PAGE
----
The mains wiring from the dropper to the switch has begun to crack a little right at the switch end, so I’m probably going to have to replace it just to be safe. Shame really as the rest of the rubber wiring is in great shape!
I may have got a little distracted from the Bush over the last week, a Sony FH-215R Hi-Fi from 1987 arrived, so that took some of my attention getting it clean and running, I might do a write up, but I doubt anyone would find it interesting!
last week, a Sony FH-215R Hi-Fi from 1987 arrived, so that took some of my attention getting it clean and running, I might do a write up, but I doubt anyone would find it interesting!
Lloyd, if you can spare the time, please do consider writing up your 80s Sony Hi-Fi repair.
I only said to a member last week via a pm, in that message they stated they had a project, but were uneasy about writing it up on VRAT in case purists gave them a load of grief.
My response to that being, members should seek reasons to post at VRAT , rather than find reasons not to! The former does not help VRAT, the latter harms it, activity breeds activity, and we surely need it.
In the past, we/I, have been accused of being a TV only site, my response has always been, that's because the TV brigade often post more of their work, than the audio boys. So I'd encourage you, or anyone, to post. 👍
I'll do a write up for it 🙂 I should have done a write up for the FH-7 of similar vintage, that had a lot of faults on it and would have been more interesting to read! Sadly I fixed that one ages ago (2014 I think!) and I've forgotten most of what I did to it..
Things are starting to take shape now! I have finally got to the point where things can start going back onto the chassis, although it still looks a mess! Especially since I took the front plate off so I could get the muck out from behind it, and make it easier to get to some of the fixings that are hidden behind transformers and the main smoother. Shouldn’t be long now before I can plug it in again!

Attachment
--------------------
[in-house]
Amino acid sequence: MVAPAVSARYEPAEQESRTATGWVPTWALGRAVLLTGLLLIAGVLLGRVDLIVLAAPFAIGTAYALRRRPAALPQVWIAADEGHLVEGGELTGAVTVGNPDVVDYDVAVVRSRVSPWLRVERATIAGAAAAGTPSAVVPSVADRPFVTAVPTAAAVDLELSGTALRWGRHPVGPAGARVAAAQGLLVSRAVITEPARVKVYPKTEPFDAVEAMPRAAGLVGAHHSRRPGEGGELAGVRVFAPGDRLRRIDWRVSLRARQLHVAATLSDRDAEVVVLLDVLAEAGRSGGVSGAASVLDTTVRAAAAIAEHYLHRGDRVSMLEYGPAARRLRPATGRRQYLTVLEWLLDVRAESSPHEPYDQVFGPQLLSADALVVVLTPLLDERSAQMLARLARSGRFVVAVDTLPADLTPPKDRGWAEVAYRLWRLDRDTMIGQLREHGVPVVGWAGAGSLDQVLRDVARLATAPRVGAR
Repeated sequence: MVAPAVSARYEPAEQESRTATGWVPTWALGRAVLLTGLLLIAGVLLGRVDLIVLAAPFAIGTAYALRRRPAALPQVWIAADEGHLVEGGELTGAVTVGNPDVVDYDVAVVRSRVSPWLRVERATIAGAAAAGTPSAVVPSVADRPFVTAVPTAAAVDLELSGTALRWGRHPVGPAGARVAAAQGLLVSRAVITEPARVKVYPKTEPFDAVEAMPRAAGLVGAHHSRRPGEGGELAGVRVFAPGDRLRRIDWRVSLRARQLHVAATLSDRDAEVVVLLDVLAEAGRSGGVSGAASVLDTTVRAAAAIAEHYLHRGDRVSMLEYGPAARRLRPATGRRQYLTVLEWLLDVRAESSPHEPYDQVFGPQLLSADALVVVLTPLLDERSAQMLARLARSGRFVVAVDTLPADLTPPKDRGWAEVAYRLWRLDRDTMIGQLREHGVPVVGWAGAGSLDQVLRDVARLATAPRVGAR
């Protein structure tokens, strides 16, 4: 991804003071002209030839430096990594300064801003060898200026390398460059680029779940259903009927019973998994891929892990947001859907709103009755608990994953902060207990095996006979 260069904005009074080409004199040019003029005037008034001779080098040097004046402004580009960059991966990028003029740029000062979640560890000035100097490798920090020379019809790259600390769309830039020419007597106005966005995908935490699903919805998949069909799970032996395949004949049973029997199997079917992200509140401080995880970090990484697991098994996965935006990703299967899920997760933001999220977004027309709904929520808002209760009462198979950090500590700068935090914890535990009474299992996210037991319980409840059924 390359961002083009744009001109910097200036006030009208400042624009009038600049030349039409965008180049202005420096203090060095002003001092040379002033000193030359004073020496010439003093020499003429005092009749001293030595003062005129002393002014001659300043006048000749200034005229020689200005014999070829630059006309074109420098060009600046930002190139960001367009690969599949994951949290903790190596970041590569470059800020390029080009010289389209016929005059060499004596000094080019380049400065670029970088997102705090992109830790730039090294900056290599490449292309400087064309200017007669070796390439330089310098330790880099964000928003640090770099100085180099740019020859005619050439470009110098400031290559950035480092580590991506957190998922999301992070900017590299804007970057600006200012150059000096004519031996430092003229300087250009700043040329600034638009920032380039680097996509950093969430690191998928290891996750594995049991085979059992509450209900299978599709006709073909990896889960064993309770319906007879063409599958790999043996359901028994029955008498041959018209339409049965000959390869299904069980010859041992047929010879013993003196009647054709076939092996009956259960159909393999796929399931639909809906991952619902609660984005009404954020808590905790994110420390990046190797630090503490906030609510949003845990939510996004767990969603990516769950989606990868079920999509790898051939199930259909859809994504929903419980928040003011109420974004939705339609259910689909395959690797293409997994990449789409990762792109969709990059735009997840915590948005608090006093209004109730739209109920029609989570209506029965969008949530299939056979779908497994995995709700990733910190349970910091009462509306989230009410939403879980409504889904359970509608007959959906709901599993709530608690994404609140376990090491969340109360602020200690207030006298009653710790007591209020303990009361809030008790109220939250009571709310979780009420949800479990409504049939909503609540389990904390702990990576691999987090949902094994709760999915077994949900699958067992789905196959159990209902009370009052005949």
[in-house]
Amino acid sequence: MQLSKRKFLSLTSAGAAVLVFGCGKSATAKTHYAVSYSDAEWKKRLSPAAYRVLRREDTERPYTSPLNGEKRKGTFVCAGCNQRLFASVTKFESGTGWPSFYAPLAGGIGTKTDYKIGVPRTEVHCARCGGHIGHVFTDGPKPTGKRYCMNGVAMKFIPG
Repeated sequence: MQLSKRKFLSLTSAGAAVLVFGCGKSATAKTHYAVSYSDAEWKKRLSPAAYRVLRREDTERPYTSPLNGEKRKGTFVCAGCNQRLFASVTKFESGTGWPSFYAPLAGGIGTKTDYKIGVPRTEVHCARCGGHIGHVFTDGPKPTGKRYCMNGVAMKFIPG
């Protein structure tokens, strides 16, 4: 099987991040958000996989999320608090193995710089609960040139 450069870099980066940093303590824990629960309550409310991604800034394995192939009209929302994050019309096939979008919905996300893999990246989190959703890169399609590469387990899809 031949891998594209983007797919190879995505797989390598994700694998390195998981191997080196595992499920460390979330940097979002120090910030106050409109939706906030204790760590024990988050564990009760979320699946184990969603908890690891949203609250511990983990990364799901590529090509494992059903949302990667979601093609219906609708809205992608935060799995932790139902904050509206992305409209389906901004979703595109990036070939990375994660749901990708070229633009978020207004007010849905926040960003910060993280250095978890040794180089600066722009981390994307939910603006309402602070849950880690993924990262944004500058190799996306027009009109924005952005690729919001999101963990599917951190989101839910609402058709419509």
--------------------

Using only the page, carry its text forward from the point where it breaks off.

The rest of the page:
Well, today is the day I get to plug it in again!!! I got off work early today, after working a load of overtime last weekend (Sunday working should be banned!) I now have this weekend free, and I sure need it!
so back to the TV22, I have replaced most of the waxies, just the mains filter and the big hum filter are missing, electrolytics mostly seem fine, but the 2uF ones are going to be replaced with film caps when they arrive. The resistors all seem to be within tolerance, so none have been changed. With all that done, and a bit of cleaning under the chassis, I was then able to reassemble almost everything, currently the 2 wooden side panels are having their worm holes filled, so I’m waiting for that to dry, then I’ll give them a quick blast of satin black paint to freshen them up.
First power up was nerve wracking! It all seemed to come to life, but with nothing on the screen, and a check with the EHT meter showed the EHT hadn’t come up. I turned it off and checked the EY51 and it’s winding to make sure it wasn’t playing up, but all was well there, what could it be?! Then the penny dropped, some numpty forgot to plug the scan coils in!